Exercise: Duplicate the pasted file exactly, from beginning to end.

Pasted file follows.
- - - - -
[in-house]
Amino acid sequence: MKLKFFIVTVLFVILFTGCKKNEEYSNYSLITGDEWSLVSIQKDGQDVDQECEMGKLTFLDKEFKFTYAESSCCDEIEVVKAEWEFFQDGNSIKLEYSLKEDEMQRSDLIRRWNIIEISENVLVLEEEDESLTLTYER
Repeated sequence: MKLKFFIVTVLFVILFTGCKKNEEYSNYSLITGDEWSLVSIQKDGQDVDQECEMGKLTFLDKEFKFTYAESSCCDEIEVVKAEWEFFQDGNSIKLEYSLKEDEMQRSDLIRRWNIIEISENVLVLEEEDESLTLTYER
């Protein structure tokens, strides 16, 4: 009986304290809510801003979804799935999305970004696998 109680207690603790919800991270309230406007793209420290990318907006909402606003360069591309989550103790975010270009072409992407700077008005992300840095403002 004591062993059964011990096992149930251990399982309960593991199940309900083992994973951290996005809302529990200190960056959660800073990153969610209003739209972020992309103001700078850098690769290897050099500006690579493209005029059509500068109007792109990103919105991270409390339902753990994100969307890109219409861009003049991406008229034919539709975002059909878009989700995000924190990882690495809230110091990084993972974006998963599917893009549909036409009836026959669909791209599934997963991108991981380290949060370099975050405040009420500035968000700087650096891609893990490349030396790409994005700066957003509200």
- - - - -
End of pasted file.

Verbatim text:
[in-house]
Amino acid sequence: MKLKFFIVTVLFVILFTGCKKNEEYSNYSLITGDEWSLVSIQKDGQDVDQECEMGKLTFLDKEFKFTYAESSCCDEIEVVKAEWEFFQDGNSIKLEYSLKEDEMQRSDLIRRWNIIEISENVLVLEEEDESLTLTYER
Repeated sequence: MKLKFFIVTVLFVILFTGCKKNEEYSNYSLITGDEWSLVSIQKDGQDVDQECEMGKLTFLDKEFKFTYAESSCCDEIEVVKAEWEFFQDGNSIKLEYSLKEDEMQRSDLIRRWNIIEISENVLVLEEEDESLTLTYER
């Protein structure tokens, strides 16, 4: 009986304290809510801003979804799935999305970004696998 109680207690603790919800991270309230406007793209420290990318907006909402606003360069591309989550103790975010270009072409992407700077008005992300840095403002 004591062993059964011990096992149930251990399982309960593991199940309900083992994973951290996005809302529990200190960056959660800073990153969610209003739209972020992309103001700078850098690769290897050099500006690579493209005029059509500068109007792109990103919105991270409390339902753990994100969307890109219409861009003049991406008229034919539709975002059909878009989700995000924190990882690495809230110091990084993972974006998963599917893009549909036409009836026959669909791209599934997963991108991981380290949060370099975050405040009420500035968000700087650096891609893990490349030396790409994005700066957003509200």